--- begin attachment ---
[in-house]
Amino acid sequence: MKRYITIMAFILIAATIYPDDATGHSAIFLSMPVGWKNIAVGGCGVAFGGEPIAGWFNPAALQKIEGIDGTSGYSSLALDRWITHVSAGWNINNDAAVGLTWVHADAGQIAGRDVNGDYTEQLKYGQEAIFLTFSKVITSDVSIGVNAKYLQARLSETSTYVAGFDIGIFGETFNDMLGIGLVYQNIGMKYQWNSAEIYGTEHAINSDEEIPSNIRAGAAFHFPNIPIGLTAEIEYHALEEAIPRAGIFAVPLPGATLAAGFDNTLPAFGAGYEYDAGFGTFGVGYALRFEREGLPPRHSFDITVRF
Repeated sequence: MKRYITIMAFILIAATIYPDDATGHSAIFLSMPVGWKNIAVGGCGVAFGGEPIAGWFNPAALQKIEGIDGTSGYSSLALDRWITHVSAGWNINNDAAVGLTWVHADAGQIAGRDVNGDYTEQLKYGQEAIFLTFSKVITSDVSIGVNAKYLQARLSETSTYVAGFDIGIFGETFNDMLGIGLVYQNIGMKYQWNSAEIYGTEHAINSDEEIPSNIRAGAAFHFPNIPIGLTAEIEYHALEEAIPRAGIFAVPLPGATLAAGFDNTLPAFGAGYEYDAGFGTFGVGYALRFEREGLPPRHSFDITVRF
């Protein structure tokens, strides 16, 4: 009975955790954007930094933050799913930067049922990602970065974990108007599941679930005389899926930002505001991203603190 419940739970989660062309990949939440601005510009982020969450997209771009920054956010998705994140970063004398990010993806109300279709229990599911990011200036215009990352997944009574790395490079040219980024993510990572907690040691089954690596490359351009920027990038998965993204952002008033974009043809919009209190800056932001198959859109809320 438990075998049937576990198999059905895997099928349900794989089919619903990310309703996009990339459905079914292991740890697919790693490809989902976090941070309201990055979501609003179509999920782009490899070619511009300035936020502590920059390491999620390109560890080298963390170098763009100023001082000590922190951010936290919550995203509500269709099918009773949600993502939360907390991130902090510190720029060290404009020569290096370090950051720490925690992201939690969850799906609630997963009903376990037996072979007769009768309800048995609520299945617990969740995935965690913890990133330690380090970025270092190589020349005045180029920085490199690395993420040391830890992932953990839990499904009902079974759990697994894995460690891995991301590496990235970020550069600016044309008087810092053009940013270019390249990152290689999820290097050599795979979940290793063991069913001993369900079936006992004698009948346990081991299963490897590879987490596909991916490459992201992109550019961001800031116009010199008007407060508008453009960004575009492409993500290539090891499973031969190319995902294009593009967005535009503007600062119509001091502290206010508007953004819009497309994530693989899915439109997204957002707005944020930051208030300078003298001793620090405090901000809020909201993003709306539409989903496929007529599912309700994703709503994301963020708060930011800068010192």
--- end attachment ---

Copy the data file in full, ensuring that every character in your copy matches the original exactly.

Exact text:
[in-house]
Amino acid sequence: MKRYITIMAFILIAATIYPDDATGHSAIFLSMPVGWKNIAVGGCGVAFGGEPIAGWFNPAALQKIEGIDGTSGYSSLALDRWITHVSAGWNINNDAAVGLTWVHADAGQIAGRDVNGDYTEQLKYGQEAIFLTFSKVITSDVSIGVNAKYLQARLSETSTYVAGFDIGIFGETFNDMLGIGLVYQNIGMKYQWNSAEIYGTEHAINSDEEIPSNIRAGAAFHFPNIPIGLTAEIEYHALEEAIPRAGIFAVPLPGATLAAGFDNTLPAFGAGYEYDAGFGTFGVGYALRFEREGLPPRHSFDITVRF
Repeated sequence: MKRYITIMAFILIAATIYPDDATGHSAIFLSMPVGWKNIAVGGCGVAFGGEPIAGWFNPAALQKIEGIDGTSGYSSLALDRWITHVSAGWNINNDAAVGLTWVHADAGQIAGRDVNGDYTEQLKYGQEAIFLTFSKVITSDVSIGVNAKYLQARLSETSTYVAGFDIGIFGETFNDMLGIGLVYQNIGMKYQWNSAEIYGTEHAINSDEEIPSNIRAGAAFHFPNIPIGLTAEIEYHALEEAIPRAGIFAVPLPGATLAAGFDNTLPAFGAGYEYDAGFGTFGVGYALRFEREGLPPRHSFDITVRF
């Protein structure tokens, strides 16, 4: 009975955790954007930094933050799913930067049922990602970065974990108007599941679930005389899926930002505001991203603190 419940739970989660062309990949939440601005510009982020969450997209771009920054956010998705994140970063004398990010993806109300279709229990599911990011200036215009990352997944009574790395490079040219980024993510990572907690040691089954690596490359351009920027990038998965993204952002008033974009043809919009209190800056932001198959859109809320 438990075998049937576990198999059905895997099928349900794989089919619903990310309703996009990339459905079914292991740890697919790693490809989902976090941070309201990055979501609003179509999920782009490899070619511009300035936020502590920059390491999620390109560890080298963390170098763009100023001082000590922190951010936290919550995203509500269709099918009773949600993502939360907390991130902090510190720029060290404009020569290096370090950051720490925690992201939690969850799906609630997963009903376990037996072979007769009768309800048995609520299945617990969740995935965690913890990133330690380090970025270092190589020349005045180029920085490199690395993420040391830890992932953990839990499904009902079974759990697994894995460690891995991301590496990235970020550069600016044309008087810092053009940013270019390249990152290689999820290097050599795979979940290793063991069913001993369900079936006992004698009948346990081991299963490897590879987490596909991916490459992201992109550019961001800031116009010199008007407060508008453009960004575009492409993500290539090891499973031969190319995902294009593009967005535009503007600062119509001091502290206010508007953004819009497309994530693989899915439109997204957002707005944020930051208030300078003298001793620090405090901000809020909201993003709306539409989903496929007529599912309700994703709503994301963020708060930011800068010192």